Jasmine, rose, lily of the valley. Classic, yes. Stodgy, no, as you’ll discover in the new crop of rich floral fragrances.
Hermes Kelly Calèche With a four-figure price tag and mile-long waiting list, an Hermès Kelly bag may be out of reach for most. Happily, its newest fragrance, which infuses leather with a floral twist, isn’t. ($75-$110; Hermès)
Givenchy L’Interdit Audrey Hepburn was furious when Hubert de Givenchy launched this in 1957—up until then, the blend of aldehydes, rose, iris and tonka bean was hers alone. Now, in honor of its 50th birthday, Givenchy is reintroducing the storied scent. ($85; Nordstrom)
Yves Rocher Rose Absolute Cinnamon and tonka bean add a modern note to a profusion of Bulgarian and Turkish roses. ($47; Yves Rocher Beauty Centres)
Lalique Le Parfum Lalique’s hand-blown bottle is as unique as its contents. Accents of laurel, almond and cumin highlight jasmine, heliotrope and Egyptian violet leaf. ($150-$750; Neiman Marcus)
Chanel No. 5 Eau Première Perfumer Jacques Polge updates an icon with ylang-ylang from the Comoro Islands and jasmine from Chanel’s fields in France. ($125; Chanel counters)
Leiber Leiber’s first scent is as lustrous as its crystal-encrusted minaudières: Bergamot, magnolia and mimosa provide sparkle, rose and jasmine richness. ($95-$110; Bloomingdale’s)
Very Michael Kors The monogrammed flacon contains a twist on Kors’ original tuberose fragrance: Citrus, Chinese osmanthus and golden sugarcane bring out the flower’s sensuality. ($65; Lord & Taylor)
Estee Lauder Private Collection Tuberose Gardenia One whiff and you’ll understand why Aerin Lauder kept this blend private for years. Neroli, lilac and rosewood form the top notes; orange flower, jasmine and white lily the middle, carnation and vanilla bourbon the base. ($65-$300; Saks)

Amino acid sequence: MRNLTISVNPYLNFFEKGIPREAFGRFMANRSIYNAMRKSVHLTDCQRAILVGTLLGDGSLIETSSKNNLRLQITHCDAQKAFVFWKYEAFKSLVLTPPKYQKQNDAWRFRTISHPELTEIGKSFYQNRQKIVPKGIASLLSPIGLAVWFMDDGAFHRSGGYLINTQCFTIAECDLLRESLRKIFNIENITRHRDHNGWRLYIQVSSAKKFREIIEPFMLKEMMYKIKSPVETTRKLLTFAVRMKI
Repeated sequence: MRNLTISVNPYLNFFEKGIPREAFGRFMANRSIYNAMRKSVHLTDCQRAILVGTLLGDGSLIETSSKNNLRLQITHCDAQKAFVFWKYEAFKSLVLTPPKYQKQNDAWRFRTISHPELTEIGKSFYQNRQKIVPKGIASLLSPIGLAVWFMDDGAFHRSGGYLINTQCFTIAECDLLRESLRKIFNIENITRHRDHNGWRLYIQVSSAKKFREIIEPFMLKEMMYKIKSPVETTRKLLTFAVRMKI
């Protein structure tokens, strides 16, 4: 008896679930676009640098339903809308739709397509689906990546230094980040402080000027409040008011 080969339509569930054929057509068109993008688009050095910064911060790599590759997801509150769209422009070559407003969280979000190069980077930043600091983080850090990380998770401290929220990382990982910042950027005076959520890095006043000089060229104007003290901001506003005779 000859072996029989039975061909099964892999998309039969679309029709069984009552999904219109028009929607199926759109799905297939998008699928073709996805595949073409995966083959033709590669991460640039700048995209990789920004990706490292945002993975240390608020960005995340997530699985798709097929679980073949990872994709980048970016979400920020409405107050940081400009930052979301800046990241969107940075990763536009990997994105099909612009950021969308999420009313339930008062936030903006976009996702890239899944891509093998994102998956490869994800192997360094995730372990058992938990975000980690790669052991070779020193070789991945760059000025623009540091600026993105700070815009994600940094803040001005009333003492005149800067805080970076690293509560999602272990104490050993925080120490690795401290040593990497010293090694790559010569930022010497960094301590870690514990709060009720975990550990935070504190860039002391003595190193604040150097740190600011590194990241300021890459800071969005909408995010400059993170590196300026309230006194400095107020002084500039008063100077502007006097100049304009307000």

Manuel Canovas Ballade Verte From the French fabric house, violet leaves, ylang-ylang and ginger mingle with sandalwood, vanilla and white musk. ($95; Bergdorf Goodman)
“Azzedine has been one of the biggest influences in my life. He has always been such a strong, loving, fatherly figure to me. I call him Papa. His designs are indescribably unique, they are pieces of art. He knew how to make the female form look its loveliest. I have so many memories of him; my favorite might be during my first show with him in Paris. He liked me and he wanted to help me get more work. He called all his friends at Kenzo and Comme des Garcons, and asked them to book me. They said, ‘But she can’t walk!’ And he said, ‘but she has such a great ass!' His friendship and support has been the great privilege of my career. I can't imagine life without him. Repose en paix mon Papa.” - @stephanieseymour tells @wwd. #wwdfashion (📷: @steveeichner) #alaia #azzedinealaia
Azzedine Alaïa, flanked by two of his closest friends, models Stephanie Seymour and Naomi Campbell.
He designed Seymour’s dress for her 1995 wedding to Peter Brant, and treated Campbell (who famously called him Papa), like a daughter. For more on the legendary designer, tap the link in bio. #wwdfashion #alaia #azzedinealaia
Azzedine Alaïa's “I-did-it-my-way” ethos stood out starkly at a time when brands are experimenting with consumer-facing fashion shows, coed formats and trans-seasonal collections – anything to perk up lackluster sales of ready-to-wear in an age of Insta-everything. “It’s not creation anymore. This becomes a purely industrial approach,” the late designer told WWD in an interview last year. “But anyway, the rhythm of collections is so stupid. It’s unsustainable. There are too many collections.” Read more about the iconic designer’s life and work on wwd.com, link in bio. #wwdfashion #azzedinealaia (📷: @WWD Archive, 1986) #alaia
Sneaker reselling app @goat’s latest exhibit, "The Greatest: New York," tells the story of New York's sneaker culture. To celebrate the exhibit, an intimate crowd gathered on Thursday night at the pop-up gallery space, located at Platform in Culver City, to hear guest speaker and illustrator @esymai talk about her own rise in streetwear and women in the business. "For me I'm just someone who is creative. I like to create things," said Chang. #wwdfashion
Azzedine Alaïa, one of the most iconic couturiers of the modern era whose body-con designs defined Eighties fashion, has died in Paris. The diminutive Tunisian-born designer, known for his structured knitted dresses with fitted waists and impeccably cut, figure-hugging second skin silhouettes was deeply admired by his peers, and counted supermodel Naomi Campbell - his adoptive daughter - among his inner circle, one of a gang of glamazons including Farida Khelfa, Carla Bruni and Stephanie Seymour who became ambassadors of his style. (📷: Alexandre Guirkinger) #wwdblast